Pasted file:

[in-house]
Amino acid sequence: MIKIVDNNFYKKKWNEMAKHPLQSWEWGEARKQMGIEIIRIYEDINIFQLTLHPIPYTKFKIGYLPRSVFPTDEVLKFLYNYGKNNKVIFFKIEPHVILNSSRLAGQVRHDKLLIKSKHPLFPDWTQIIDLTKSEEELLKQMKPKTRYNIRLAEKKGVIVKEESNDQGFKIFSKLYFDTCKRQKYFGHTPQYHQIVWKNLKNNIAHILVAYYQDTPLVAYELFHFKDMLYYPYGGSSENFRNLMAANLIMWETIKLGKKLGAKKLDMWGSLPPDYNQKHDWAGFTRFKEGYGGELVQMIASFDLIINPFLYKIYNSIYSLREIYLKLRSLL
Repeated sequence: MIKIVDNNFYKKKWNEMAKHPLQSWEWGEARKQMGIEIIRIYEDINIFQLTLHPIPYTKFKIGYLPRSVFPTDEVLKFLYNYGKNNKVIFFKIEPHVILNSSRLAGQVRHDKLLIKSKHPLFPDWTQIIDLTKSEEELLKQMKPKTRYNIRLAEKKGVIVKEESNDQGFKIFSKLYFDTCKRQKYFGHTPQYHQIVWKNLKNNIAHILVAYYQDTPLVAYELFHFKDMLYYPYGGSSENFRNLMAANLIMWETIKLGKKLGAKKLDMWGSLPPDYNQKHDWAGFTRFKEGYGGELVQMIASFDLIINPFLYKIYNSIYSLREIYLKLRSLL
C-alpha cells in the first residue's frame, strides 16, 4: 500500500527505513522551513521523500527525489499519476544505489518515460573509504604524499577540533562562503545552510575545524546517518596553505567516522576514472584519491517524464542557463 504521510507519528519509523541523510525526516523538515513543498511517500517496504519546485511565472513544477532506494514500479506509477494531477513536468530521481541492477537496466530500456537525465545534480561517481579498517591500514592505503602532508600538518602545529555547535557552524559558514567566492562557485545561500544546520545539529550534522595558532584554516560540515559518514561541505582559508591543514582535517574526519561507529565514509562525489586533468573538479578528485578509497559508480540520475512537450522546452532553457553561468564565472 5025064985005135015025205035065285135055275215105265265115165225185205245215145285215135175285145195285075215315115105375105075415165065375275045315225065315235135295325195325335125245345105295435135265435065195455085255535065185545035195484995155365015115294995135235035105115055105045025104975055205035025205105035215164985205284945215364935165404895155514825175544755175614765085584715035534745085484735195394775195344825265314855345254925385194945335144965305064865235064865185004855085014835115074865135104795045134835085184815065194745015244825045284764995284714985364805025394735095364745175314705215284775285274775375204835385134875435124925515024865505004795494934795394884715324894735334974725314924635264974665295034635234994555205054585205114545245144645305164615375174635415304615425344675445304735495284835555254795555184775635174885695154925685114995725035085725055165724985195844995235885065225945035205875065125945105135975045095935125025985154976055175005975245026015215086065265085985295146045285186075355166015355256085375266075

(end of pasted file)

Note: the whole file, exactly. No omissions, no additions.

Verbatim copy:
[in-house]
Amino acid sequence: MIKIVDNNFYKKKWNEMAKHPLQSWEWGEARKQMGIEIIRIYEDINIFQLTLHPIPYTKFKIGYLPRSVFPTDEVLKFLYNYGKNNKVIFFKIEPHVILNSSRLAGQVRHDKLLIKSKHPLFPDWTQIIDLTKSEEELLKQMKPKTRYNIRLAEKKGVIVKEESNDQGFKIFSKLYFDTCKRQKYFGHTPQYHQIVWKNLKNNIAHILVAYYQDTPLVAYELFHFKDMLYYPYGGSSENFRNLMAANLIMWETIKLGKKLGAKKLDMWGSLPPDYNQKHDWAGFTRFKEGYGGELVQMIASFDLIINPFLYKIYNSIYSLREIYLKLRSLL
Repeated sequence: MIKIVDNNFYKKKWNEMAKHPLQSWEWGEARKQMGIEIIRIYEDINIFQLTLHPIPYTKFKIGYLPRSVFPTDEVLKFLYNYGKNNKVIFFKIEPHVILNSSRLAGQVRHDKLLIKSKHPLFPDWTQIIDLTKSEEELLKQMKPKTRYNIRLAEKKGVIVKEESNDQGFKIFSKLYFDTCKRQKYFGHTPQYHQIVWKNLKNNIAHILVAYYQDTPLVAYELFHFKDMLYYPYGGSSENFRNLMAANLIMWETIKLGKKLGAKKLDMWGSLPPDYNQKHDWAGFTRFKEGYGGELVQMIASFDLIINPFLYKIYNSIYSLREIYLKLRSLL
C-alpha cells in the first residue's frame, strides 16, 4: 500500500527505513522551513521523500527525489499519476544505489518515460573509504604524499577540533562562503545552510575545524546517518596553505567516522576514472584519491517524464542557463 504521510507519528519509523541523510525526516523538515513543498511517500517496504519546485511565472513544477532506494514500479506509477494531477513536468530521481541492477537496466530500456537525465545534480561517481579498517591500514592505503602532508600538518602545529555547535557552524559558514567566492562557485545561500544546520545539529550534522595558532584554516560540515559518514561541505582559508591543514582535517574526519561507529565514509562525489586533468573538479578528485578509497559508480540520475512537450522546452532553457553561468564565472 5025064985005135015025205035065285135055275215105265265115165225185205245215145285215135175285145195285075215315115105375105075415165065375275045315225065315235135295325195325335125245345105295435135265435065195455085255535065185545035195484995155365015115294995135235035105115055105045025104975055205035025205105035215164985205284945215364935165404895155514825175544755175614765085584715035534745085484735195394775195344825265314855345254925385194945335144965305064865235064865185004855085014835115074865135104795045134835085184815065194745015244825045284764995284714985364805025394735095364745175314705215284775285274775375204835385134875435124925515024865505004795494934795394884715324894735334974725314924635264974665295034635234994555205054585205114545245144645305164615375174635415304615425344675445304735495284835555254795555184775635174885695154925685114995725035085725055165724985195844995235885065225945035205875065125945105135975045095935125025985154976055175005975245026015215086065265085985295146045285186075355166015355256085375266075